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Calcutta High Court
Suja Hossein Alias Rehamut Dowlab vs Monohur Das on 9 December, 1896
Equivalent citations: (1897) ILR 24 Cal 244
Author: O A Hill
Bench: O’Kinealy, Hill


O’Kinealy and Hill, JJ.

1. This is an appeal from the decision of the Subordinate Judge of the 24-Pergunnahs, dated the 24th August 1894.

2. The facts out of which the litigation has arisen may be shortly stated as follows: On the 11th December 1893 an application was made purporting to be one in execution of a decree by transmitting a certified copy of the decree to the Court of the District Judge of the 24-Pergunnahs, with a certificate that no portion of the decree bad been satisfied within the jurisdiction of the High Court on its Original Side. On that the following order was passed: Leave granted to verify and let notice issue (returnable four days after service) under Section 248 (a), Civil Procedure Code. This notice was issued under the Rules of Court. Section 248 (a) enacts that if more than one year elapses between the date of the decree and the application for its execution a notice shall issue to the party against whom execution is applied for, requiring him to show cause why the decree should not be executed against him. The form of the notice under that section is to be found in No. 135 in the fourth schedule to the Code and runs as follows: “Whereas…. made application to this Court for execution of decree in Civil Suit No…..of 18….this is to give you notice that you are to appear before this Court………on the….day of…18….either in person or by a pleader of this Court or agent duly authorized and instructed to show cause, if any, why execution should not be granted.” That was the notice which was served on the appellant in this Court He showed no cause, and on the 19th December 1893 Mr. Justice Sale recorded the following order: “Let certified copy issue, no cause being shown.”

3. We take it that the meaning of that order is that no cause was shown against the notice which had been served upon the appellants. Mr. Justice Sale then sent a certified copy of the decree with a certificate of non-satisfaction, to the District Judge of the 24-Pergunnahs. Looking, therefore, at the form of the notice, and looking at the fact that no cause was shown, we think that the question is, what is the effect of what was done before Mr. Justice Sale. It was contended by the pleader for the appellant that the older of the 19th December 1893, being an order which was passed on an application made under Section 223 of the Code for transmission of the decree, was not an order for execution, and that it could not therefore be said that there was a revivor of the decree within the meaning of Article 180. On the other hand it was contended by Mr. Woodroffe on behalf of the respondent that the order of the 19th December was an order for execution, inasmuch as it was made after such notice as is required by Section 248 (a), and that it therefore had the effect of reviving the decree within the meaning of that article. We think the order of the 19th December made after notice to show cause, was, according to the rule laid down in Ashootosh Dutt v. Doorga Churn Chatterjee I.L.R. 6 Cal. 504 and the case of Futteh Narain Chowdhry v. Chundrabati Chowdhrain I. L. B. 20 Cal. 551 such a revivor as prevented the decree from being barred by Article 180.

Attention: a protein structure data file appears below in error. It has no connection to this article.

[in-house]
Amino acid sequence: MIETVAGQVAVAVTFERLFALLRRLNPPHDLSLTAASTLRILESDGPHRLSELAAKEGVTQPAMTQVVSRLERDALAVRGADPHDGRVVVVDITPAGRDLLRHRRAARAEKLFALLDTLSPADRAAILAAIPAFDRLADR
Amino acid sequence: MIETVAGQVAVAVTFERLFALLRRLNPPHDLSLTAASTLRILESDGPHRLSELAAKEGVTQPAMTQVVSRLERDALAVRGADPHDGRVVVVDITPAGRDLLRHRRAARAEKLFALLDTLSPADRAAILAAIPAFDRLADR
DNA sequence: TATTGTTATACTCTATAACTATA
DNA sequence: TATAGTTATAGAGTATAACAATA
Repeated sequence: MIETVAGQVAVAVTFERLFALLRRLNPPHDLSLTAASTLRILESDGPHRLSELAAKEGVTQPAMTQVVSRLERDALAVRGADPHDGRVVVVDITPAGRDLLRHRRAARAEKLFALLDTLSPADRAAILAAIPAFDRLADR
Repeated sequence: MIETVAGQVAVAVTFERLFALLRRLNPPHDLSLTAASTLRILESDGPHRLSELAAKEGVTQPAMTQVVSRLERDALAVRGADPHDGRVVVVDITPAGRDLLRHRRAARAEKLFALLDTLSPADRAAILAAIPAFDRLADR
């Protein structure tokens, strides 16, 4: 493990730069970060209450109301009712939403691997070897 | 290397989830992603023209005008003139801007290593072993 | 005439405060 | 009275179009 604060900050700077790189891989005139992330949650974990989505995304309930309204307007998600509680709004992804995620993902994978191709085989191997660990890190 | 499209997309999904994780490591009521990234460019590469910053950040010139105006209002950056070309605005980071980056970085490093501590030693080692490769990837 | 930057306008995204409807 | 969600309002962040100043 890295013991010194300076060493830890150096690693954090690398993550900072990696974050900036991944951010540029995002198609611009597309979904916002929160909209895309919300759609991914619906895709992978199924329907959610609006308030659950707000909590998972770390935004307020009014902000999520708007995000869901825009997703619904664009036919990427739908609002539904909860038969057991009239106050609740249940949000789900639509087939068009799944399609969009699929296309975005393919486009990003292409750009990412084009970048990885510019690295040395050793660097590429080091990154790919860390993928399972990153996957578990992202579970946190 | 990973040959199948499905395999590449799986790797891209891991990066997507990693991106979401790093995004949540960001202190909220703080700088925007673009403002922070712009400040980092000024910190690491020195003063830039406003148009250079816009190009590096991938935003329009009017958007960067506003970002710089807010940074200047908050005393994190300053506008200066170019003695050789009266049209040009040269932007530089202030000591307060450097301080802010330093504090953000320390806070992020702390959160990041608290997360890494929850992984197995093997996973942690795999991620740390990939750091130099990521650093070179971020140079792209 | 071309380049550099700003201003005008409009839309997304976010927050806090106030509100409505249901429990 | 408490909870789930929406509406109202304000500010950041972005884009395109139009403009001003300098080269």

4. There was another question raised before us, and that was in regard to adverse possession. When the appellant showed cause against execution in the Court of the Subordinate Judge of 24 Pergunnahs he did not say that he had no interest that could be attached. What he said was that the “property that has been put under attachment having vested in the Official Assignee under the law, the order passed in the execution proceedings for the attachment of the said property is wrong, contrary to law, and cannot remain in force.” In other words, he did not say that he had no attachable interest in the property, but he pleaded the right of the Official Assignee in the property. The appellant riled a schedule as an insolvent on the 21st February 1882 in which he stated in regard to this property: “On the 1st March 1880, the insolvent deposited with these creditors as security for the payment of any balance of account that might be due to them the title deeds of the house and premises at Garden Reach (purchased in the names of the insolvent and one Ali Hossein since deceased) situate on the lands belonging to the ex-King of Oudh to which house and premises the insolvent and the heirs of the said Ali Hossein are entitled in equal shares or moieties.” Again in the year 1893 we find him striving to perfect his title by a conveyance from the Officiating Agent of the Governor-General in Council in favour of Dabir-ud-Dowla and Ahmed Hossein, as to one-half of this property in his own favour, and as to the other half, it was admitted at the trial that he had been in possession of the land all along. We have therefore these facts to deal with, admitted possession, striving to perfect a had title in 1893, and not raising the question when attachment issued, that he had no title that could be attached. On all these facts we think that the Subordinate Judge was justified in coming to the conclusion that ho had a title by adverse possession which was capable of being attached.

5. We dismiss the appeal with costs.

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